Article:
What do you consider to be a pure function?
In your mind, the result of a pure function
- does not depend on global variables
- can depend on global variables
- both / depends
- no opinion
I discovered today that opinions differ on that. Wikipedia has a nice summary: Pure function - Wikipedia. Essentially everybody agrees that pure functions should have no side effects (such as writing to global variables), the property 2. on the wiki page. But people disagree if pure functions should have the property that “arguments fully determine the output” (the function does not depend on external state such as reading global variables), the property 1. on the wiki page.
In Fortran, the “pure” attribute is just the property 2., but not 1. The new “simple” attribute will be both 1. and 2. The property 2. is enough to allow an optimizer to optimize the function out, or move it outside a loop. The property 1. seems to be needed for parallel loops, memoization and other applications.
Generally one requirement for purity is that all runs with the same input return the same output. This is very clearly violated if the function refers to mutable global state.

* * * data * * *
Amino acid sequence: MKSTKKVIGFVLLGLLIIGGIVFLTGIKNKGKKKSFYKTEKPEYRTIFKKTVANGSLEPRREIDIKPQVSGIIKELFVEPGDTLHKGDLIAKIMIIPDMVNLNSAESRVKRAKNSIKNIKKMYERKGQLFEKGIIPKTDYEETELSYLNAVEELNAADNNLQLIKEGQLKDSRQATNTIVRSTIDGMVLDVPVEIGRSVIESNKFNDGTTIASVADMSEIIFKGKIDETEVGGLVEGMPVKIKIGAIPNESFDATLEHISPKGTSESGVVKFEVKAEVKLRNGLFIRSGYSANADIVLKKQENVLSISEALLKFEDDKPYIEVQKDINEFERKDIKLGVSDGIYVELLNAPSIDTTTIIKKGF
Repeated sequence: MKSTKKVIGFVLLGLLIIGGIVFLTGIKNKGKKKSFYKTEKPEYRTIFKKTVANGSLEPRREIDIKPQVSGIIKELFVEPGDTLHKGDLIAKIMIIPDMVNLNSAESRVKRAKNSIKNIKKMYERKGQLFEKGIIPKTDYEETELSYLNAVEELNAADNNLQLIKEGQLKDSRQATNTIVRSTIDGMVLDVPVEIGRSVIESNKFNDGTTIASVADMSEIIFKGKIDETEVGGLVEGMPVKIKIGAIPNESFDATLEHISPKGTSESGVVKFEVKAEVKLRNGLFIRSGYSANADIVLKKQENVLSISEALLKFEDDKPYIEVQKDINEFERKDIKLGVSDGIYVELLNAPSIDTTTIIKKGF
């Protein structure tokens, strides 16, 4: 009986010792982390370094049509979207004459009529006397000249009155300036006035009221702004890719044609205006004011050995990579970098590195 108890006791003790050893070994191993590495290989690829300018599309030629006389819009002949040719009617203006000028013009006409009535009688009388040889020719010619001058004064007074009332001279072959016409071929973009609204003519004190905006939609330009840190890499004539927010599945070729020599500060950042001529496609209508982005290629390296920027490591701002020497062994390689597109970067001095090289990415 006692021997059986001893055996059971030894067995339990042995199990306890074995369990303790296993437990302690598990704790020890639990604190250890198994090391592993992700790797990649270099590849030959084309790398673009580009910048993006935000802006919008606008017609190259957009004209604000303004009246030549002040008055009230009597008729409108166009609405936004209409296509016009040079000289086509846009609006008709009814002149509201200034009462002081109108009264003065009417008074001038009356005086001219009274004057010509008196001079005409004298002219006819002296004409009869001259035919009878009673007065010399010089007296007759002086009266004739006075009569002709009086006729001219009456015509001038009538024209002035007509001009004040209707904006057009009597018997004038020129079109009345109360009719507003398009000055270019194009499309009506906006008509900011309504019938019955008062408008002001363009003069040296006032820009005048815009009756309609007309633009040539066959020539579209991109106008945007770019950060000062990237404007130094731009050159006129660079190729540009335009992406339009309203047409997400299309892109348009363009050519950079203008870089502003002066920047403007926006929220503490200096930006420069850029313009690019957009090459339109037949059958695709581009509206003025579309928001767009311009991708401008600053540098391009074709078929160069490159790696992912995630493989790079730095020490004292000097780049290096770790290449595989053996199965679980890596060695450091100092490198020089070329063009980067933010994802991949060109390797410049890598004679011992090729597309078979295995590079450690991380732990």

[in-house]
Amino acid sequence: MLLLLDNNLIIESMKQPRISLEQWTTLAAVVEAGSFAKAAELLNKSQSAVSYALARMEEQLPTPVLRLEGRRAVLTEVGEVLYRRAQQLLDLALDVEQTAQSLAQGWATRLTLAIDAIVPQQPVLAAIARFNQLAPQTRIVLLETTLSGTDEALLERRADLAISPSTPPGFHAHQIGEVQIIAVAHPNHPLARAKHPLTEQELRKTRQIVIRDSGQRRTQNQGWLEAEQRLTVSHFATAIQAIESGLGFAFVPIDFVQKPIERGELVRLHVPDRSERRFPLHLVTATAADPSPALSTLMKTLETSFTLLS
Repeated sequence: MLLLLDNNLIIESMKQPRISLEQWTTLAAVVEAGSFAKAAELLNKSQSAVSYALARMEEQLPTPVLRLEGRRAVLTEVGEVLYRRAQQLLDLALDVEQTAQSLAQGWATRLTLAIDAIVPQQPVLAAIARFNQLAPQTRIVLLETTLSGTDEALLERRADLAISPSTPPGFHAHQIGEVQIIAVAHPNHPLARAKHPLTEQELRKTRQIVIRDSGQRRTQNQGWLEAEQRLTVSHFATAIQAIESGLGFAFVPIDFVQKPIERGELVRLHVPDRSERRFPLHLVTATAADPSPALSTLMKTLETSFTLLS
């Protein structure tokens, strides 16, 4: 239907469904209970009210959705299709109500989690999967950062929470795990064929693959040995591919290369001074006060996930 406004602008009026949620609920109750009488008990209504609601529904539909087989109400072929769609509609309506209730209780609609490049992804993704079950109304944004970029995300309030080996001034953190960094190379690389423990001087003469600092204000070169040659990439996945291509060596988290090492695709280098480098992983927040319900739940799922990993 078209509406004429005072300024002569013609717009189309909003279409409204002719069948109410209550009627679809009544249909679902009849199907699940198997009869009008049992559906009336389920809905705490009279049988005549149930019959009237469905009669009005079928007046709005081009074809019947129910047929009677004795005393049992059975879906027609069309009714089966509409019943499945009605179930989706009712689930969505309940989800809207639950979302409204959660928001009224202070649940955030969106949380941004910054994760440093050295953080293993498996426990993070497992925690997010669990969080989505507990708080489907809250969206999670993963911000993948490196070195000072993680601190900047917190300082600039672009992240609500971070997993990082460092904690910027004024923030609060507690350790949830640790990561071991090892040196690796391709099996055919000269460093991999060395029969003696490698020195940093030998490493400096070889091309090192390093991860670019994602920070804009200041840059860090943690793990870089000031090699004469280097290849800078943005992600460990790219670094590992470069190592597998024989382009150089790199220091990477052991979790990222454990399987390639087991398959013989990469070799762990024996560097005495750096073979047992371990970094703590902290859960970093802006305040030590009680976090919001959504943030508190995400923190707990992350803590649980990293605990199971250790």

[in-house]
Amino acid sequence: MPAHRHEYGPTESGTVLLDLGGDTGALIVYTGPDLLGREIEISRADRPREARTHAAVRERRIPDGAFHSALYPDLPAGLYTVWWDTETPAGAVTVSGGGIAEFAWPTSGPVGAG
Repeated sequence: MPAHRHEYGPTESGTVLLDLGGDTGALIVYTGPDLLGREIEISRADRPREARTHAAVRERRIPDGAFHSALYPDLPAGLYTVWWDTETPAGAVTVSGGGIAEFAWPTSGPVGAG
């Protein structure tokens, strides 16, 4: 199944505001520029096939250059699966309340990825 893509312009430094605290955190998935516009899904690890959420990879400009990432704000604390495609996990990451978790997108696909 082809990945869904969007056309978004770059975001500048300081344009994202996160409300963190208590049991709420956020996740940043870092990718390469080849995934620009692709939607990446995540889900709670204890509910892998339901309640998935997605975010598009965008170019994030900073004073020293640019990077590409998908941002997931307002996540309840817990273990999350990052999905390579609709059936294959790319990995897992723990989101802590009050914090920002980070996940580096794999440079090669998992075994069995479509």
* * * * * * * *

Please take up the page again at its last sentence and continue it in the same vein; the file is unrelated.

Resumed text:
Nevertheless the Wikipedia link above brings to the table very concrete examples of such “violations”.
See specifically this snippet:
Ignoring what happens with the
pure keyword in Fortran, as here it would be just a self reference, it still remains a fair amount of notable players using the word differently.
To be clear: I’m surprised too, god, why do naming conventions always seem to be so painful to agree on? Sometimes I feel like it is a curse inherent in human nature
Another property that is closely related but non-obvious is guaranteed termination. While you can say that an infinite loop is pure, a compiler that tries to use that information will have a very bad day. As of Julia 1.8, Julia’s compiler tracks a number of useful properties for functions including consistency (same output for same input), nothrow (no errors), termination, and effect free (as well as a few others). We used to have a
@pure macro that was similarish to Fortran’s
pure but we discovered that no one could agree on what it meant and that it caused way more problems than it solved. Splitting the effects up into much more strictly defined bits has made it a lot better since each one has very clear semantics.
A definition that may have broader accepted unique meaning, implying both properties 1 and 2, as defined in the original post, may be Referential transparency - Wikipedia
An expression is called referentially transparent if it can be replaced with its corresponding value (and vice-versa) without changing the program’s behavior.
Before 1.0, right? Having the chance of getting naming right (or else pruning away names that generate too much debate to make a definitive choice without long lived grudges…) is probably one of the greatest advantages of a pre-1.0 language